Rather than trying to optimize conditions for all target species every year and having to pick the water winners and water losers, “turn taking” capitalizes on the natural ability of many aquatic and riparian species to withstand natural periods of unfavourable conditions.
EFT’s “turn taking” approach provides a truly holistic management system that assists in identifying the types of water operations that result in more species being successful through time rather than attempting to globally optimize all objectives simultaneously.
Waters of the Sacramento River and Delta: Highly regulated and in high demand.
The waters of the Sacramento River and Sacramento-San Joaquin Delta are some of the most highly regulated in the world, serving over 20 million people and supporting a large fraction of the State’s $40 billion agriculture industry. Water management agencies in California spend more than $30 billion annually to deliver water supplies, prevent water pollution, provide flood protection, and manage aquatic ecosystems. These eco-regions also sustain diverse and highly altered ecosystems, many of which support endangered species and species of concern, such as multiple run-types of Chinook salmon, Delta smelt, longfin smelt, splittail and Fremont cottonwood.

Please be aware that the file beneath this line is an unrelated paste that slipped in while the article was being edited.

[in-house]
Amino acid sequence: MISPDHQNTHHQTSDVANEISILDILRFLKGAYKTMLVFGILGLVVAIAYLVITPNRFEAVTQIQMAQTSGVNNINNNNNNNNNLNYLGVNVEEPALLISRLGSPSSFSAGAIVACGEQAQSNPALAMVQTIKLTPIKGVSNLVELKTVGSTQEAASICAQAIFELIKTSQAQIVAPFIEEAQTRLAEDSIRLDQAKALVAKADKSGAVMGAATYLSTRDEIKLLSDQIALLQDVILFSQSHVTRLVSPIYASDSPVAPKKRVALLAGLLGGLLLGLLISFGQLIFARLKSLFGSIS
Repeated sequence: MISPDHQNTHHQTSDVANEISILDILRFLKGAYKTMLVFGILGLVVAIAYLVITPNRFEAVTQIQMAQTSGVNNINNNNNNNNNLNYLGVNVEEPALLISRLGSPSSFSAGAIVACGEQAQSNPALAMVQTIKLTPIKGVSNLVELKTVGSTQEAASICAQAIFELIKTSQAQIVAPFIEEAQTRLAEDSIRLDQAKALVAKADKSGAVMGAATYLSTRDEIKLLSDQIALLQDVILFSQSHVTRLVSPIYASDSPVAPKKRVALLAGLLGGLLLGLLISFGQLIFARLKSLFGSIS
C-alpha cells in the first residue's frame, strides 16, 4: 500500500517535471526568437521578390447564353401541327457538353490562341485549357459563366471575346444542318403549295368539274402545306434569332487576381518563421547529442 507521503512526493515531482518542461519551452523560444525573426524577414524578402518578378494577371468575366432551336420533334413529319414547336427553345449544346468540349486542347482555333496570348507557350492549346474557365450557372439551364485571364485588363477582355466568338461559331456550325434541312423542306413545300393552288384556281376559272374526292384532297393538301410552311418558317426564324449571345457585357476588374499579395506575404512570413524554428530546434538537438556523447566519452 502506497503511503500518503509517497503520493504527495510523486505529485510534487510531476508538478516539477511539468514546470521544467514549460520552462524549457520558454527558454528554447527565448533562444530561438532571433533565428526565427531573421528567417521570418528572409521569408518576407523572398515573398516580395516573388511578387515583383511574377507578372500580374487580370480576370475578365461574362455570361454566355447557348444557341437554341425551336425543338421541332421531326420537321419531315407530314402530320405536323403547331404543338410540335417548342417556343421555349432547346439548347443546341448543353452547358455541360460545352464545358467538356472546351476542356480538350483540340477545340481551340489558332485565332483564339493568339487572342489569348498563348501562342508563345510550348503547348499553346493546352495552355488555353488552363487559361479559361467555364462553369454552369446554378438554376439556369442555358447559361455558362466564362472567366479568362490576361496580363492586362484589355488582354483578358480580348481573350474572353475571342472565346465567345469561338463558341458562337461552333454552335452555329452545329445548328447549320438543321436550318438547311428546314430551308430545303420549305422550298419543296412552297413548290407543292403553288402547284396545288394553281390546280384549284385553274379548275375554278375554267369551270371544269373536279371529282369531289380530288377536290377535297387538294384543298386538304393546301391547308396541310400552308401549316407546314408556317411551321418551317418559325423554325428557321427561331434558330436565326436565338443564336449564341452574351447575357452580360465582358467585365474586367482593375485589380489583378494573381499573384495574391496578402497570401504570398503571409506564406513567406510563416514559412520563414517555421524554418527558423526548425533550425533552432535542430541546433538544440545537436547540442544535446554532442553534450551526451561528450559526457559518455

The addition of dams and revetment along the Sacramento River has contributed to the loss of habitat and related natural flow functions for many river-dependent plants and animals. Changing how and when water is released from northern California dams and exported in the Delta can help these species recover. However, exactly how to release the water so it makes the most difference to the ecosystems and a wider range of species is fraught with uncertainty.
“This project started off in 2004 with a vision around how to manage flows for multiple important species simultaneously instead of the prevailing focus where a lot of energy and spotlight is placed on single species responses, an approach that inadvertently promotes a divide between water winners and losers,” explains Clint Alexander, President of ESSA.